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  • One of the specifications of the NIA AA

    2023-01-14

    One of the specifications of the NIA-AA research framework was that it DPNI-caged-GABA synthesis be applicable in two distinct research contexts—interventional trials and observational research. In many if not most modern AD interventional trials, individuals DPNI-caged-GABA synthesis are selected for inclusion with the aid of biomarkers. The studies are concerned only with a defined portion of the population—those in the Alzheimer's continuum. For observational research, on the other hand, the research questions often require that all members of a recruited sample are included (those with non-AD pathologic changes, normal AD biomarkers, and those in the Alzheimer's continuum). In these studies, research questions often hinge on the presence of heterogeneity within the cohort, which is substantially screened out of AD trial cohorts. We therefore outline two types of categorical clinical staging schemes. The first is syndromal categorical cognitive staging that uses traditional syndromal categories and is applicable to all members of a recruited cohort (i.e., includes all biomarker profiles). The second is a numeric clinical staging scheme that is applicable only to those in the Alzheimer's continuum, which the committee felt might be particularly useful in clinical trials.
    Implementation PET or MRI images may be evaluated by visual interpretation or by quantitative methods. Methods of image quantification vary among research groups and are constantly being refined [191,192]. Cut points must be determined, and age norming biomarker cut points is controversial. Arguments have been made that neurodegenerative biomarkers should be age normed because loss of neuropil is closely tied with aging. By contrast, a strong argument can be made that any amyloid or pathologic tau detected by a biomarker is abnormal regardless of age, and thus age-norming biomarker cut points is inappropriate. The distinction between normal aging and age-related disease has been debated for decades [193–195], and we do not presume to settle this here. Cut points should be selected to fit the specific question(s) of interest. It is quite conceivable that the field will ultimately settle on the concept of multiple cut points. For example, lenient cut points would be useful if the research question centered on the earliest evidence of Alzheimer's pathologic change. In contrast, more conservative cut points might be appropriate if the research questions required high diagnostic certainty. For amyloid imaging, where over a decade of data are available, different ligands, methods of image acquisition, and image processing can result in different thresholds when compared to neuropathologic standards [21,22,196]. These issues are currently less understood for pathologic tau imaging, but the questions are equally tractable. The committee avoided taking a proscriptive approach to these methodologic issues under the assumption that this was best left to expert work groups and individual research centers. Initiatives to standardize imaging and CSF biomarker measures exist, for example, the Centiloid Project [197], EADC-ADNI Harmonized Protocol for hippocampal segmentation [198], Alzheimer's Association Global Biomarkers Standardization Consortium [199], and International Federation of Clinical Chemistry Working Group for CSF proteins [200]. These efforts are the subject of ongoing research, but universal standards have not yet been established [201].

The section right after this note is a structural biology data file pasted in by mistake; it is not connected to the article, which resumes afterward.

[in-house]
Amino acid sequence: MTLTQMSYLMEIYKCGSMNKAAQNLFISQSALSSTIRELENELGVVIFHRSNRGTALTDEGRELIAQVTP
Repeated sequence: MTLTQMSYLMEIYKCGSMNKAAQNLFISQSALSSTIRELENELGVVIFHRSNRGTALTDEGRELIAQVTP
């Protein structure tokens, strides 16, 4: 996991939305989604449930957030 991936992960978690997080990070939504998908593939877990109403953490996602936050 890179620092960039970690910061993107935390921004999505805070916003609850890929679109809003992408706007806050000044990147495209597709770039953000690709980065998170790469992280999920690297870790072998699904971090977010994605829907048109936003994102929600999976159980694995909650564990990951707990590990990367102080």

Genetics Genetics is not formally included in the research framework because our concept of disease rests on neuropathologic change (that can be detected by biomarkers). In contrast, gene variants do not measure pathologic change but rather indicate an individual's risk for developing pathologic change. For example, inheritance of an APOE ε4 allele neither defines the presence of Alzheimer's pathologic change or AD nor indicates any particular stage of the disease. The penetrance of the classic autosomal dominant mutations in APP, PSEN1, or PSEN2 is essentially 100%, and for this reason, it could be argued that these mutations confer a pathologic state that exists from conception. Moreover, one can be almost certain that a symptomatic autosomal dominant mutation carrier has AD neuropathologic change without the use of biomarkers. However, also in this specific instance, our definitions of AD pathologic change and AD are based on biomarker evidence of disease.